Several thousand US citizens are still unaccounted for in Thailand and Sri Lanka after the tsunami which killed more than 120,000 people.
US officials in the region are looking for thousands of missing people
At least 14 US citizens have been confirmed as dead, state department spokesman Richard Boucher said.
He added that 600 people initially listed as missing were later found but others had been reported as missing.
Canada said four of its nationals were confirmed dead while nearly 90 were missing and unaccounted for.
However, there is confusion over the figures as the Thai government has listed 20 Americans and 13 Canadians among more than 400 dead foreigners.
The Thai list includes 84 bodies identified as foreigners of unknown nationalities.
Mr Boucher said the US dead - seven in Thailand and seven in Sri Lanka - were a mixture of residents and tourists but he gave no further information.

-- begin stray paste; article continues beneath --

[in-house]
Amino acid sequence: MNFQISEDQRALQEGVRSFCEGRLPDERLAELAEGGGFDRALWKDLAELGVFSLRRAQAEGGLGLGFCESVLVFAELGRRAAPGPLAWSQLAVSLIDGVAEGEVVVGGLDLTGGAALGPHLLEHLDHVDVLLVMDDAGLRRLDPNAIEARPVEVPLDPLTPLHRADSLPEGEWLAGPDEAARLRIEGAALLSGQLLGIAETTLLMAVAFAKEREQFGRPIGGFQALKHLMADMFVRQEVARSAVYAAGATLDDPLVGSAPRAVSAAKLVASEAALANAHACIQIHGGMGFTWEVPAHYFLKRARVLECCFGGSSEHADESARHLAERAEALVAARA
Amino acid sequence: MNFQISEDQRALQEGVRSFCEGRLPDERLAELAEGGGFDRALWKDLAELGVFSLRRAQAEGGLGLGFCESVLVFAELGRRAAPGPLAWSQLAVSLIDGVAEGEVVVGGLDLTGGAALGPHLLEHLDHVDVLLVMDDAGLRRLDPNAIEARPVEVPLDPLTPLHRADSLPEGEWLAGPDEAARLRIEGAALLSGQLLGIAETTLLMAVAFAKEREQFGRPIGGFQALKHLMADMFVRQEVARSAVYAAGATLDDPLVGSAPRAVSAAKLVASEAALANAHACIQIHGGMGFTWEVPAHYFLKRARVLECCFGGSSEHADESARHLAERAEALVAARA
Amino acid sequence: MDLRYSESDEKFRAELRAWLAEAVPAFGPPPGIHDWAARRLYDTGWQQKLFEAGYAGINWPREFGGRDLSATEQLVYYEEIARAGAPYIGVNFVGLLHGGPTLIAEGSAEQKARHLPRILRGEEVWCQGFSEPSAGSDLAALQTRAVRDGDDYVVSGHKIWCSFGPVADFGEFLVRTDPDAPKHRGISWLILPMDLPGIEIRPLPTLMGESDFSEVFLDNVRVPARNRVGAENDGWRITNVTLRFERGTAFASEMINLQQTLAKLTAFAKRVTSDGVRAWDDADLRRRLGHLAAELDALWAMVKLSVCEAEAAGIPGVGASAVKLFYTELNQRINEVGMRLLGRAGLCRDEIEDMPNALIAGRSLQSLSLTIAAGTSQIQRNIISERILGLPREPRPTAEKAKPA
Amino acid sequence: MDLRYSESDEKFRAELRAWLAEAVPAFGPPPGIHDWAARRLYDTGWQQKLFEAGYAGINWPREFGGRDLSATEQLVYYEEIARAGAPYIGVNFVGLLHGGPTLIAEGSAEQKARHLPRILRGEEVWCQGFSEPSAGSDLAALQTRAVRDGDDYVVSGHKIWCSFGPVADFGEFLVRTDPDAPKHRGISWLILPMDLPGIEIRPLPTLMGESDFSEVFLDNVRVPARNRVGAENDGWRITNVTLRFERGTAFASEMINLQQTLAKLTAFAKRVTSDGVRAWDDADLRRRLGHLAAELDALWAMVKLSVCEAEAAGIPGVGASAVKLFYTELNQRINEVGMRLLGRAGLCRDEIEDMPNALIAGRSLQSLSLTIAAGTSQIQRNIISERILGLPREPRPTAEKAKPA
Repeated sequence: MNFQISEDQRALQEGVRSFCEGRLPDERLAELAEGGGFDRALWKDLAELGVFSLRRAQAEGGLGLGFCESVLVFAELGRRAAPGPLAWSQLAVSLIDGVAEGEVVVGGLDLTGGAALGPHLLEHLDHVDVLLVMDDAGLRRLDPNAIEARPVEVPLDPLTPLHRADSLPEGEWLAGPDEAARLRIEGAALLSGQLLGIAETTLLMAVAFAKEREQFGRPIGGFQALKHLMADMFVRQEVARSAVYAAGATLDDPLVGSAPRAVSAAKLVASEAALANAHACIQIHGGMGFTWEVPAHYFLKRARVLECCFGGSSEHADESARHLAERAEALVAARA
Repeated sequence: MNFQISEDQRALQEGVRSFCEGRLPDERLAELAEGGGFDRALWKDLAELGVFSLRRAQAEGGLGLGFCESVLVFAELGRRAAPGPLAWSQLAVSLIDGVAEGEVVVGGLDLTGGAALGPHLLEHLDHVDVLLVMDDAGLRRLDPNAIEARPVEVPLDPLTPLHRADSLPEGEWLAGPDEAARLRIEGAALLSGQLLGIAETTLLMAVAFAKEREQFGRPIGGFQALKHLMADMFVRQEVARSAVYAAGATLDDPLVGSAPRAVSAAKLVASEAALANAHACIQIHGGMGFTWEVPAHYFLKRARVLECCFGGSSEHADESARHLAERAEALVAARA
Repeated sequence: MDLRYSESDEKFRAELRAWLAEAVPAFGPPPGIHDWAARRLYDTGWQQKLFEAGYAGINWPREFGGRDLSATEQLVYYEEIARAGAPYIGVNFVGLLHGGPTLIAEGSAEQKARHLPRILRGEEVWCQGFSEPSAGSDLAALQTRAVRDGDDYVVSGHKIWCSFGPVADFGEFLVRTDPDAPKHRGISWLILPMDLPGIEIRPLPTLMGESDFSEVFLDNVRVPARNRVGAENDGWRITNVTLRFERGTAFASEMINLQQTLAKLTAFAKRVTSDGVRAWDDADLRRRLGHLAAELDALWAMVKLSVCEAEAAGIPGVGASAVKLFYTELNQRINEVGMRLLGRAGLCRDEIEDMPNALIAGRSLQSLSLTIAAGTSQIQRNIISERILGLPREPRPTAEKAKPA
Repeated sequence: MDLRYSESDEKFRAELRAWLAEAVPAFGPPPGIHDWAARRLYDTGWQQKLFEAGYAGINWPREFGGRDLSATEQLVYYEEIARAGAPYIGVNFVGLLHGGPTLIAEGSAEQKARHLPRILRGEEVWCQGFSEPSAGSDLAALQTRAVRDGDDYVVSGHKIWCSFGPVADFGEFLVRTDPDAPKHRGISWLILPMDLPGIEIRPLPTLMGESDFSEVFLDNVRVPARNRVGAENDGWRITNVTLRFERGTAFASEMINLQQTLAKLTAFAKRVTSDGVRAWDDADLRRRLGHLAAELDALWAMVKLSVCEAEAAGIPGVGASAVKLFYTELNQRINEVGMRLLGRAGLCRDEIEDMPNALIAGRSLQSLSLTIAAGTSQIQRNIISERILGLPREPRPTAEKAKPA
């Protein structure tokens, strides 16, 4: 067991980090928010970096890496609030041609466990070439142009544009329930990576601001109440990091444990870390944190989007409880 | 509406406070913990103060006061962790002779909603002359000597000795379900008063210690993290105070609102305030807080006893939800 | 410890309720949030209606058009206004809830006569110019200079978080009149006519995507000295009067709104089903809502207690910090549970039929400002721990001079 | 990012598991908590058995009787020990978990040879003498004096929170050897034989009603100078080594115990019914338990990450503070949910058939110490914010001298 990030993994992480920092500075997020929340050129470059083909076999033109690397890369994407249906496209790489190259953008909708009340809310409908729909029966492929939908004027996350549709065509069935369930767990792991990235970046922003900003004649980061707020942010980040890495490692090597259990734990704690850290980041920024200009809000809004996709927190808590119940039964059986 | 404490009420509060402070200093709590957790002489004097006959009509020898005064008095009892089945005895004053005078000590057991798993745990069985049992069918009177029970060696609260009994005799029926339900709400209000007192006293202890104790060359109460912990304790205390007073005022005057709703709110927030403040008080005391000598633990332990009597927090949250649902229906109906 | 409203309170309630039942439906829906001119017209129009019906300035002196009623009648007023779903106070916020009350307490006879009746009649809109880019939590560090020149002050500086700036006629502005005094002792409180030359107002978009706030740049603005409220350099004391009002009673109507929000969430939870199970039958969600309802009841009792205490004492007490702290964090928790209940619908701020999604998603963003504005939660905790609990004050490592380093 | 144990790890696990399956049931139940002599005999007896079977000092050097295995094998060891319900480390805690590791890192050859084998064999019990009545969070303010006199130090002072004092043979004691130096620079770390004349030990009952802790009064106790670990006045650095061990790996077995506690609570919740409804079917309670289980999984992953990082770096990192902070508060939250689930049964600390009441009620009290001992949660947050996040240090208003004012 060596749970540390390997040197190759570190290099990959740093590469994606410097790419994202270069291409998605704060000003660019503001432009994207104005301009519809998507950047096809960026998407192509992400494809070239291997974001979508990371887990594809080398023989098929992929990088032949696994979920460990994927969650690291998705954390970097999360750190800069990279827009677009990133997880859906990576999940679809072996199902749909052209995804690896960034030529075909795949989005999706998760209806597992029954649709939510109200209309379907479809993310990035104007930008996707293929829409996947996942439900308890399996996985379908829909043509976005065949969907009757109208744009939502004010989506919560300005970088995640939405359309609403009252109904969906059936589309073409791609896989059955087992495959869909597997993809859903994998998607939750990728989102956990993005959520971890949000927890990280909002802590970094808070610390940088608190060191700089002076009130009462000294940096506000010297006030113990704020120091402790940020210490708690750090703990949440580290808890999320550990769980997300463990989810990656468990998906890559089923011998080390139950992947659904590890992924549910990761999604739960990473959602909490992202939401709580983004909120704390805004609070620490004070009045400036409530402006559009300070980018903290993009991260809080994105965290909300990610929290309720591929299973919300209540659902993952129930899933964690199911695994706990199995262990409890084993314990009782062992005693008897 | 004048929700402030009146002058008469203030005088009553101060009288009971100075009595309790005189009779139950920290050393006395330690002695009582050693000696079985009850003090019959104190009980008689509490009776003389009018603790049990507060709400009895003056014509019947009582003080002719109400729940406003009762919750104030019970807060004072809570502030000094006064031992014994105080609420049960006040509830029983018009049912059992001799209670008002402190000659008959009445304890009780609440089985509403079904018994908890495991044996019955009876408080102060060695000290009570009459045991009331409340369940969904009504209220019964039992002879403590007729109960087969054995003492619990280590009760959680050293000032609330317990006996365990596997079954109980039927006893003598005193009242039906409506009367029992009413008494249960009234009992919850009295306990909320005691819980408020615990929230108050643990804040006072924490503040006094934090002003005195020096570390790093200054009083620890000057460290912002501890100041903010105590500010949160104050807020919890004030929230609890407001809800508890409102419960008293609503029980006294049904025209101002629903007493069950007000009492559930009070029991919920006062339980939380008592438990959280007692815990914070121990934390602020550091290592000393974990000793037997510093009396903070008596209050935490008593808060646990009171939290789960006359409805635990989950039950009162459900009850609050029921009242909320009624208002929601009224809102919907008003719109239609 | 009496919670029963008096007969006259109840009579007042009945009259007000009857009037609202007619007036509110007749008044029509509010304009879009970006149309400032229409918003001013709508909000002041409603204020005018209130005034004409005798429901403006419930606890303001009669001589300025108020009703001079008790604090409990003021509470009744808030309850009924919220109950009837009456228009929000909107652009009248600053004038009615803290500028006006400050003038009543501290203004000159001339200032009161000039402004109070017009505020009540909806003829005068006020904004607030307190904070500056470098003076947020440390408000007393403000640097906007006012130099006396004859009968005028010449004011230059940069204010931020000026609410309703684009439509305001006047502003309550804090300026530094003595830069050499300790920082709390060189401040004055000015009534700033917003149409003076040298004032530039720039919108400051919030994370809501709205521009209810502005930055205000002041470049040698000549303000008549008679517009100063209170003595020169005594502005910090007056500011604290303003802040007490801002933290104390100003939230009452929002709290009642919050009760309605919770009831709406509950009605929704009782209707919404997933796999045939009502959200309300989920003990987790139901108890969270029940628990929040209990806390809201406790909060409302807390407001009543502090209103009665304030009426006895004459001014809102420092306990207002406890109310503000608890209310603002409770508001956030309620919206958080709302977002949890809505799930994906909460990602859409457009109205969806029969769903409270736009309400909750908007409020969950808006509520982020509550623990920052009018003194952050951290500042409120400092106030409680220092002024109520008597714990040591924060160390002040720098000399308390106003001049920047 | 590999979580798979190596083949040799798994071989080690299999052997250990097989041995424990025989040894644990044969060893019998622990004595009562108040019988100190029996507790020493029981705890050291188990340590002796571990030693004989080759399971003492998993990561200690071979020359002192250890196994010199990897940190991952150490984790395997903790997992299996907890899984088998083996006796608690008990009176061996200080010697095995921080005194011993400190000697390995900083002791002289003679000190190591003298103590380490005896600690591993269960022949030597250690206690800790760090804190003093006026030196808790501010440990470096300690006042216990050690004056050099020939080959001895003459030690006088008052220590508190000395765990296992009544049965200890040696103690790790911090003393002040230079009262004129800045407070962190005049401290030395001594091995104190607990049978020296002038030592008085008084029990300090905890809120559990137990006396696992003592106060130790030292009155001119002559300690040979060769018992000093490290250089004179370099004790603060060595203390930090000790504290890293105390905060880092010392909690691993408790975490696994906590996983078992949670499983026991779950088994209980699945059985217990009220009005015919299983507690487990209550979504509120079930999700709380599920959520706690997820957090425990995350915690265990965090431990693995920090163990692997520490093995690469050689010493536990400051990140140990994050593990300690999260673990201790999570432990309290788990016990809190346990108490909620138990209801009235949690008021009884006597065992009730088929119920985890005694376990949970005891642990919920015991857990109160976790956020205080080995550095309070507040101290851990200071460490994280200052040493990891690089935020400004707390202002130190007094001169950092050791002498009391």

US consular officials have flown to Phuket and Bangkok and teams have gone to Sri Lanka and Indonesia.
"They are trying to go to hospitals, go to hotels, go to morgues, go to any places of congregation, identify Americans and identify the Americans who might not have been heard from," Mr Boucher said.
He said American citizens had been arriving at consular offices in Sri Lanka with only their bathing suits, having lost all their belongings.
Three of the Canadian deaths were in Thailand, and one was in Sri Lanka.
Only two have been identified: Mathieu Lafond, 28, of Repentigny, Quebec, and Gilles Bouchard, a teacher from Gatineau, Quebec.
Dr James Young, who is heading to Thailand on behalf of the Canadian government, told reporters: "It's very difficult, in fact, to establish in the middle of a chaotic situation exactly who is where, and who's been saved and who might be in hospital and who isn't."
He said relatives should gather dental records and DNA samples, such as hair.